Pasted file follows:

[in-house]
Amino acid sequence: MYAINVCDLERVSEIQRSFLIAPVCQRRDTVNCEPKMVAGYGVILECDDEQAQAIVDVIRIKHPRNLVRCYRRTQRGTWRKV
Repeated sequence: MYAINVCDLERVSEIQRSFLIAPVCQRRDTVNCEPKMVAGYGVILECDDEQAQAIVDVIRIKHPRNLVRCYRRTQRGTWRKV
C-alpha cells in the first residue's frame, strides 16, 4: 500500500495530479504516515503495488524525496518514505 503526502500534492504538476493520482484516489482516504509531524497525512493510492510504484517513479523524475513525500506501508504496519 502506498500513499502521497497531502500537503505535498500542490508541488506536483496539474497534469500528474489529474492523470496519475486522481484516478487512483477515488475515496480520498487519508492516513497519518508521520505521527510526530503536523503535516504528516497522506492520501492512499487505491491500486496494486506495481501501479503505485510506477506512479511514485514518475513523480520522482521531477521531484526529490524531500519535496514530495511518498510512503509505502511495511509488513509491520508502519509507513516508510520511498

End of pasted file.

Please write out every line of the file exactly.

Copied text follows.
[in-house]
Amino acid sequence: MYAINVCDLERVSEIQRSFLIAPVCQRRDTVNCEPKMVAGYGVILECDDEQAQAIVDVIRIKHPRNLVRCYRRTQRGTWRKV
Repeated sequence: MYAINVCDLERVSEIQRSFLIAPVCQRRDTVNCEPKMVAGYGVILECDDEQAQAIVDVIRIKHPRNLVRCYRRTQRGTWRKV
C-alpha cells in the first residue's frame, strides 16, 4: 500500500495530479504516515503495488524525496518514505 503526502500534492504538476493520482484516489482516504509531524497525512493510492510504484517513479523524475513525500506501508504496519 502506498500513499502521497497531502500537503505535498500542490508541488506536483496539474497534469500528474489529474492523470496519475486522481484516478487512483477515488475515496480520498487519508492516513497519518508521520505521527510526530503536523503535516504528516497522506492520501492512499487505491491500486496494486506495481501501479503505485510506477506512479511514485514518475513523480520522482521531477521531484526529490524531500519535496514530495511518498510512503509505502511495511509488513509491520508502519509507513516508510520511498